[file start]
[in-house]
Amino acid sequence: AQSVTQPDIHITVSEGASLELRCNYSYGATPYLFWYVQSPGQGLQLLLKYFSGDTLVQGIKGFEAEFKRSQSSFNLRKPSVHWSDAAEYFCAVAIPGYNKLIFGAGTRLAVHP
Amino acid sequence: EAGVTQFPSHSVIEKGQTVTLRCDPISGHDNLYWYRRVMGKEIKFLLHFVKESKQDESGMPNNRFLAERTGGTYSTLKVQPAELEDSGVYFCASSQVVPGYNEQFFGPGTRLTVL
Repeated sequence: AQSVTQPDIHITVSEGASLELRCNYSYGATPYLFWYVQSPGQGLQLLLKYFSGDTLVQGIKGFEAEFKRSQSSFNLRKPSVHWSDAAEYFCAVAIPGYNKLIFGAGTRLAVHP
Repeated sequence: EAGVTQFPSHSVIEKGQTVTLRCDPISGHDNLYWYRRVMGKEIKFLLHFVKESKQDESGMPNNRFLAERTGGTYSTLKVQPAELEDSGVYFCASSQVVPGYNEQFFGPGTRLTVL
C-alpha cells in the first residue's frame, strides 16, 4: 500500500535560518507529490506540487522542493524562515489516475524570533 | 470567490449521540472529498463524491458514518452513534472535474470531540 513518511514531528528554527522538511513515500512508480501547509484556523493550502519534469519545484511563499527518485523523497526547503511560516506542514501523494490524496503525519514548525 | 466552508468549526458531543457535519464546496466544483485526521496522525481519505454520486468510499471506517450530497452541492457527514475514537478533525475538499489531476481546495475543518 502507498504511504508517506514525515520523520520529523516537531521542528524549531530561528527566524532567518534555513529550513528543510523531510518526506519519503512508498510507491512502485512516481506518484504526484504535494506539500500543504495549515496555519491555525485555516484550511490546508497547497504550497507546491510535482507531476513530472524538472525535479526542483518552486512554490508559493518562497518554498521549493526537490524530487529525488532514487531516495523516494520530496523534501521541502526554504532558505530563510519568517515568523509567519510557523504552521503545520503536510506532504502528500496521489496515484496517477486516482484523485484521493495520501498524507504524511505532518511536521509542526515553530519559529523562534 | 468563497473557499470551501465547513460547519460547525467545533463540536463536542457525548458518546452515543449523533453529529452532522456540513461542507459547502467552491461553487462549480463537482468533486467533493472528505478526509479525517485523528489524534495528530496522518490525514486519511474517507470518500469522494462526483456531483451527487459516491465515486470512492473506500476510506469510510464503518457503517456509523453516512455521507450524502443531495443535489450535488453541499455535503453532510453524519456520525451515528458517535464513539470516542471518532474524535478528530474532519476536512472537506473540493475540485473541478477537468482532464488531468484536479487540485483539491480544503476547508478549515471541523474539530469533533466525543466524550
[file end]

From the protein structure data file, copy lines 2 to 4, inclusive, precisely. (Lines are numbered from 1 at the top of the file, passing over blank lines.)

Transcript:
Amino acid sequence: AQSVTQPDIHITVSEGASLELRCNYSYGATPYLFWYVQSPGQGLQLLLKYFSGDTLVQGIKGFEAEFKRSQSSFNLRKPSVHWSDAAEYFCAVAIPGYNKLIFGAGTRLAVHP
Amino acid sequence: EAGVTQFPSHSVIEKGQTVTLRCDPISGHDNLYWYRRVMGKEIKFLLHFVKESKQDESGMPNNRFLAERTGGTYSTLKVQPAELEDSGVYFCASSQVVPGYNEQFFGPGTRLTVL
Repeated sequence: AQSVTQPDIHITVSEGASLELRCNYSYGATPYLFWYVQSPGQGLQLLLKYFSGDTLVQGIKGFEAEFKRSQSSFNLRKPSVHWSDAAEYFCAVAIPGYNKLIFGAGTRLAVHP